Trade unionists representing thousands of Council and education workers across Northern Ireland gathered in Londonderry on Wednesday to consider how to protect their members - some of whom have already become sick due to work-related stress - in the face of ongoing voluntary redundancies and rationalisation across the public sector.
The Unite union says it’s consulting members in order to identify pressure points wrought by what it sees as the unholy trinity of public sector voluntary exit schemes, the ‘rationalisation’ of services under the Review of Public Adminstration (RPA) and ever-reducing budgets at regional and local Government level.
Liam Gallagher, chair of the Irish Executive of Unite and a leading member of Derry Trades Council told the Sentinel: “If you take 20,000 jobs out of the public sector over the next four years - to date there have been 7,500 jobs taken out by voluntary exit - the Executive are spending £700m of borrowed money over the next four years to take those jobs out.
“Now it seems to me there are two outcomes of that. One is obviously the lack of disposable income and the effect that will have on the local economy. “And the second will be, the major one will be, that people will be expected to deliver those services with greater demand, with less people and less resources.”
Unite is concerned an increased and increasing work load on a reduced staff is already having an impact on the health and well-being of its members.
Those workers left behind are being expected to cover for those who have left, Mr Gallagher said.
“To a certain extent that has happened in certain departments. Managers have to restructure. Managers have to try and deliver services with less people and, in fact, greater demand. You can’t put a round peg into a square hole.”
He said the union intends launching a four step campaign to protect members.
This will involve pursuing a more aggressive policy against the sources of stress and bullying in public sector work places; carrying out an extensive survey of its members to identify pressure points; publicising the results of the survey and demanding an independent analysis of the results; and securing a commitment from political leaders to increase funding for public services.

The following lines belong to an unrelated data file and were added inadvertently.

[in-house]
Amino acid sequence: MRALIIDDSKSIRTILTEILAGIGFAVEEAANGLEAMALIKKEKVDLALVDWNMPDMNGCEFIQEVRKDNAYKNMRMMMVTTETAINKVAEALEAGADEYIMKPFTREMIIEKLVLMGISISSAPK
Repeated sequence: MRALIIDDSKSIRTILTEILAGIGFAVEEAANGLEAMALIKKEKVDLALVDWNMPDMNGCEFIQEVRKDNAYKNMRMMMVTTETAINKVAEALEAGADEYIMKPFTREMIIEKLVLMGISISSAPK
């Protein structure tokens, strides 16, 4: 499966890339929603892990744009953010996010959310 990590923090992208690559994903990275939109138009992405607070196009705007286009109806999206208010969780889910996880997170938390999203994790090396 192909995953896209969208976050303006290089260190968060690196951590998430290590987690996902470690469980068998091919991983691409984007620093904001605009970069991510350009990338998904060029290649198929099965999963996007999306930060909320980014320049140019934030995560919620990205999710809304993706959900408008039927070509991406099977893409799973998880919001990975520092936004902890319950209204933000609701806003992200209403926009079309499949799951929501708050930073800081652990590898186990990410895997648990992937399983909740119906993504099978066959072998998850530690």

“It’s no secret that the Northern Ireland budget will get smaller and smaller,” said Mr Gallagher. “We are currently facing reductions. We’re thankful this year that the spending will probably remain the same but that can’t be said at the next budget round and the expectation is that there will be considerable pressure borught to bear on all Government departments to find reductions, find efficiencies and that is, yes, that will mean more centralisation, more outsourcing and more pressure on public sector jobs”.
He said the recent merger of ‘supercouncils’ has brought its own pressures.
“Specifically, in relation to Councils, they have gone through the merger process, the RPA. Although their funding stream is slightly different they will come under increasing pressures and this is already evident in Belfast with the leisure services.
“There will be attempts to outsource. There will be attempts to find efficiencies and that will inevitable mean pressure on workers and pressure on management indeed,” said Mr Gallagher.
“Now Unite are in the process of consulting our members and, in fact, in Londonderry today, we’ve had a meeting with all of our representatives on local authorities in the north and indeed the education sector to consult them about launching a campaign, namely, a survey in the first instance to try to identify where the pressure points are, how that is affecting our members and what the likely prospects are in terms of the future”.